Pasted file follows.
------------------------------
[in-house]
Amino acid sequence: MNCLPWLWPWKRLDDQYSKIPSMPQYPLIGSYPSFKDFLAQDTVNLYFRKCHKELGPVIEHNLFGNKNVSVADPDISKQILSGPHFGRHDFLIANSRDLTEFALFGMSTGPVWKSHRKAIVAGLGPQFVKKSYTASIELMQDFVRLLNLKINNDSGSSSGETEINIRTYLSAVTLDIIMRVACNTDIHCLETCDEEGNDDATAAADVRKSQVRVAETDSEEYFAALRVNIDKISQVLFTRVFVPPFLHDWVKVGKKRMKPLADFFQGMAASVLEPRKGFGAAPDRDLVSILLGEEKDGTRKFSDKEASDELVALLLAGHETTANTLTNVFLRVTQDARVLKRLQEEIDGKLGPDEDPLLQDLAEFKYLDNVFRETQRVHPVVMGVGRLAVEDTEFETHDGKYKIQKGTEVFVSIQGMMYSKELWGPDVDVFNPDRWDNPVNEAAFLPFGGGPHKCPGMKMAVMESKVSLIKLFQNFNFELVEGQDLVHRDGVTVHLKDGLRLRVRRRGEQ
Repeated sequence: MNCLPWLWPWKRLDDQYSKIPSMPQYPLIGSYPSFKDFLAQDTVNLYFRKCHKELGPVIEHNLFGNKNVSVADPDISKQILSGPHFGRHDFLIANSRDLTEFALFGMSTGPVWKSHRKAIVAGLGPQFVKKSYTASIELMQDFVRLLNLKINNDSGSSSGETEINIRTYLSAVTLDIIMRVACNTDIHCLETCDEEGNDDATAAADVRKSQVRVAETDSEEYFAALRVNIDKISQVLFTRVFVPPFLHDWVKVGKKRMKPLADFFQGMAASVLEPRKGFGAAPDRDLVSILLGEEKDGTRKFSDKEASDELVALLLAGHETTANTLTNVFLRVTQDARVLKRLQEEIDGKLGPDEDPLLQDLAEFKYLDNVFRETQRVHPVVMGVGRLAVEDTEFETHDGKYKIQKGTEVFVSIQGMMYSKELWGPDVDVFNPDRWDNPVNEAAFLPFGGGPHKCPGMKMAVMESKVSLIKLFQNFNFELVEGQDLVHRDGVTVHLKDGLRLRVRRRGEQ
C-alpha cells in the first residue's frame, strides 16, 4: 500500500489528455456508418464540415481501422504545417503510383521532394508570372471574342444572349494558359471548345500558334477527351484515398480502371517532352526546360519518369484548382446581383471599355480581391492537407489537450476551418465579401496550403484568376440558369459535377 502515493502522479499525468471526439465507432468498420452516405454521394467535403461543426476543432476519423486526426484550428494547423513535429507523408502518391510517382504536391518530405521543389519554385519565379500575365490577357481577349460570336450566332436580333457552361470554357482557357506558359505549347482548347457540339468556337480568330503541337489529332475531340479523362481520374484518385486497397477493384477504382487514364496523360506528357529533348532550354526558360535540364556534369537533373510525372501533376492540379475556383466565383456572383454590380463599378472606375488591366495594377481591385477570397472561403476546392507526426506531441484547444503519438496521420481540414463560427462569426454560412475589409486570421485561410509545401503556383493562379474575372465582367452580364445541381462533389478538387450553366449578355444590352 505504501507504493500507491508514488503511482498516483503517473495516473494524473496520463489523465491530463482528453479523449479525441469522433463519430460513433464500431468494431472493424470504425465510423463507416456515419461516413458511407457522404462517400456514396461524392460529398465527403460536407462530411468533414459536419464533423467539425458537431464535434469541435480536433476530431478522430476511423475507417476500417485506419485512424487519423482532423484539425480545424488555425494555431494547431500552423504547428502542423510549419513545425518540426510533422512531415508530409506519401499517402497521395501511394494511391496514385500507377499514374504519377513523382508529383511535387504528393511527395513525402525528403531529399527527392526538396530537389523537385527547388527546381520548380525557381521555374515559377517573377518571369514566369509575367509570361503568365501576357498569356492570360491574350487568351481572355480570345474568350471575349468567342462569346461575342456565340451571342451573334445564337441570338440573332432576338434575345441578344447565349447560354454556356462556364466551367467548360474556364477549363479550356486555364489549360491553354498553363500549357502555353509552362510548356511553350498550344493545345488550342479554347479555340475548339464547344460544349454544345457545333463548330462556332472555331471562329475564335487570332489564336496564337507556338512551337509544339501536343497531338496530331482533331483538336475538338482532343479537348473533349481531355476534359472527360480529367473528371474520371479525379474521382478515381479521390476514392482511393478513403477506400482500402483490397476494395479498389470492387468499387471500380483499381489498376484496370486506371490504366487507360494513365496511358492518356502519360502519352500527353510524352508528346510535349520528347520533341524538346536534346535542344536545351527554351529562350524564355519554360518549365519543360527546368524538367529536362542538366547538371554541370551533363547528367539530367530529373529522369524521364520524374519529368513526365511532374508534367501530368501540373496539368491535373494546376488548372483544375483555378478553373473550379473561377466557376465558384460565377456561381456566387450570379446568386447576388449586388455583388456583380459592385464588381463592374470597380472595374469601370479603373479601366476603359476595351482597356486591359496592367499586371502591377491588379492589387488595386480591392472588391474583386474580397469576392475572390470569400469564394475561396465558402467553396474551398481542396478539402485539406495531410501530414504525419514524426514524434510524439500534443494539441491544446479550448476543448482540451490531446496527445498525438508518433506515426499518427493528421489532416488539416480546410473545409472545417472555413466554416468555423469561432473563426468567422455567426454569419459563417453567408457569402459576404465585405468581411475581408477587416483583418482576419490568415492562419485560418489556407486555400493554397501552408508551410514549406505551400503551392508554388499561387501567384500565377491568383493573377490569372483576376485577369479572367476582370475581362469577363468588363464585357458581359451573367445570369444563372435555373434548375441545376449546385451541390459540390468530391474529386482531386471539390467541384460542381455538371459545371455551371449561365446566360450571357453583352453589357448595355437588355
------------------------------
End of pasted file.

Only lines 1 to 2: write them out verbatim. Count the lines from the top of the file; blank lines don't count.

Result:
[in-house]
Amino acid sequence: MNCLPWLWPWKRLDDQYSKIPSMPQYPLIGSYPSFKDFLAQDTVNLYFRKCHKELGPVIEHNLFGNKNVSVADPDISKQILSGPHFGRHDFLIANSRDLTEFALFGMSTGPVWKSHRKAIVAGLGPQFVKKSYTASIELMQDFVRLLNLKINNDSGSSSGETEINIRTYLSAVTLDIIMRVACNTDIHCLETCDEEGNDDATAAADVRKSQVRVAETDSEEYFAALRVNIDKISQVLFTRVFVPPFLHDWVKVGKKRMKPLADFFQGMAASVLEPRKGFGAAPDRDLVSILLGEEKDGTRKFSDKEASDELVALLLAGHETTANTLTNVFLRVTQDARVLKRLQEEIDGKLGPDEDPLLQDLAEFKYLDNVFRETQRVHPVVMGVGRLAVEDTEFETHDGKYKIQKGTEVFVSIQGMMYSKELWGPDVDVFNPDRWDNPVNEAAFLPFGGGPHKCPGMKMAVMESKVSLIKLFQNFNFELVEGQDLVHRDGVTVHLKDGLRLRVRRRGEQ